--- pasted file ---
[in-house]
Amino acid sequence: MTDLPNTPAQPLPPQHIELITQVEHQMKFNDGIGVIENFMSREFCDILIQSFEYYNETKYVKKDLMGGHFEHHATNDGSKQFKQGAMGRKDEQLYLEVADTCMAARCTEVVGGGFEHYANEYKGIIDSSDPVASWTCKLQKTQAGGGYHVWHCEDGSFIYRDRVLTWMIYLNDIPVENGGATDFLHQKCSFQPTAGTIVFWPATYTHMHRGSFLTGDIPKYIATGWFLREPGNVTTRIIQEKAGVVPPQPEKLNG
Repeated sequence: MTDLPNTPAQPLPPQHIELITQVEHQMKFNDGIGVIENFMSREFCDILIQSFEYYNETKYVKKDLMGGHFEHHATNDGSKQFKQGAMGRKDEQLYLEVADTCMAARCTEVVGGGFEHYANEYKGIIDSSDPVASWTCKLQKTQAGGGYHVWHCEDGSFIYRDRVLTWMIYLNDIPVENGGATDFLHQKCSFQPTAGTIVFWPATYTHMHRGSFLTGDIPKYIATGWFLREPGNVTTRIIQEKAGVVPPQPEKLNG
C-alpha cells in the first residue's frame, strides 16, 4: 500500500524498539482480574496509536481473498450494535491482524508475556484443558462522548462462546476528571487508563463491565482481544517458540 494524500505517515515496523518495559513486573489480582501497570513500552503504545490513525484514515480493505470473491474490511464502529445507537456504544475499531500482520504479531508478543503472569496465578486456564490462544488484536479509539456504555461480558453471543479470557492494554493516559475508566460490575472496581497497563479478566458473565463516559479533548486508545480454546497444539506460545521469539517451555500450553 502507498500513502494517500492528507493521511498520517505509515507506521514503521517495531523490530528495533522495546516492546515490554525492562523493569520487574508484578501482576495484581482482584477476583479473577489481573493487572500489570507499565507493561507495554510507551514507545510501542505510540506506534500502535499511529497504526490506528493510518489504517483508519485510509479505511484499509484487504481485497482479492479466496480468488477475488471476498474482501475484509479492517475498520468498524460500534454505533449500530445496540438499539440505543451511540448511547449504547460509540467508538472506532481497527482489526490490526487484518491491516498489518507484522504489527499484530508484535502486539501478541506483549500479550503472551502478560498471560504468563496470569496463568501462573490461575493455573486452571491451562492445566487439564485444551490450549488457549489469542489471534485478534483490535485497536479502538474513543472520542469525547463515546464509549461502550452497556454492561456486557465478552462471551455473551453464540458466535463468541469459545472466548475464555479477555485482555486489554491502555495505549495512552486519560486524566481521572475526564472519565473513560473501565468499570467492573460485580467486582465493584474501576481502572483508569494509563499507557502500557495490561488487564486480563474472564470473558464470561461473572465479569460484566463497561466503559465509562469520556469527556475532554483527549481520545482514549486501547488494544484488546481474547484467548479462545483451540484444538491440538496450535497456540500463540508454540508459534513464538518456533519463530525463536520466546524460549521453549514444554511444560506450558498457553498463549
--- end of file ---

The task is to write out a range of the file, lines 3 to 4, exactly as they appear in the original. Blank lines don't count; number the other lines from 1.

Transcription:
Repeated sequence: MTDLPNTPAQPLPPQHIELITQVEHQMKFNDGIGVIENFMSREFCDILIQSFEYYNETKYVKKDLMGGHFEHHATNDGSKQFKQGAMGRKDEQLYLEVADTCMAARCTEVVGGGFEHYANEYKGIIDSSDPVASWTCKLQKTQAGGGYHVWHCEDGSFIYRDRVLTWMIYLNDIPVENGGATDFLHQKCSFQPTAGTIVFWPATYTHMHRGSFLTGDIPKYIATGWFLREPGNVTTRIIQEKAGVVPPQPEKLNG
C-alpha cells in the first residue's frame, strides 16, 4: 500500500524498539482480574496509536481473498450494535491482524508475556484443558462522548462462546476528571487508563463491565482481544517458540 494524500505517515515496523518495559513486573489480582501497570513500552503504545490513525484514515480493505470473491474490511464502529445507537456504544475499531500482520504479531508478543503472569496465578486456564490462544488484536479509539456504555461480558453471543479470557492494554493516559475508566460490575472496581497497563479478566458473565463516559479533548486508545480454546497444539506460545521469539517451555500450553 502507498500513502494517500492528507493521511498520517505509515507506521514503521517495531523490530528495533522495546516492546515490554525492562523493569520487574508484578501482576495484581482482584477476583479473577489481573493487572500489570507499565507493561507495554510507551514507545510501542505510540506506534500502535499511529497504526490506528493510518489504517483508519485510509479505511484499509484487504481485497482479492479466496480468488477475488471476498474482501475484509479492517475498520468498524460500534454505533449500530445496540438499539440505543451511540448511547449504547460509540467508538472506532481497527482489526490490526487484518491491516498489518507484522504489527499484530508484535502486539501478541506483549500479550503472551502478560498471560504468563496470569496463568501462573490461575493455573486452571491451562492445566487439564485444551490450549488457549489469542489471534485478534483490535485497536479502538474513543472520542469525547463515546464509549461502550452497556454492561456486557465478552462471551455473551453464540458466535463468541469459545472466548475464555479477555485482555486489554491502555495505549495512552486519560486524566481521572475526564472519565473513560473501565468499570467492573460485580467486582465493584474501576481502572483508569494509563499507557502500557495490561488487564486480563474472564470473558464470561461473572465479569460484566463497561466503559465509562469520556469527556475532554483527549481520545482514549486501547488494544484488546481474547484467548479462545483451540484444538491440538496450535497456540500463540508454540508459534513464538518456533519463530525463536520466546524460549521453549514444554511444560506450558498457553498463549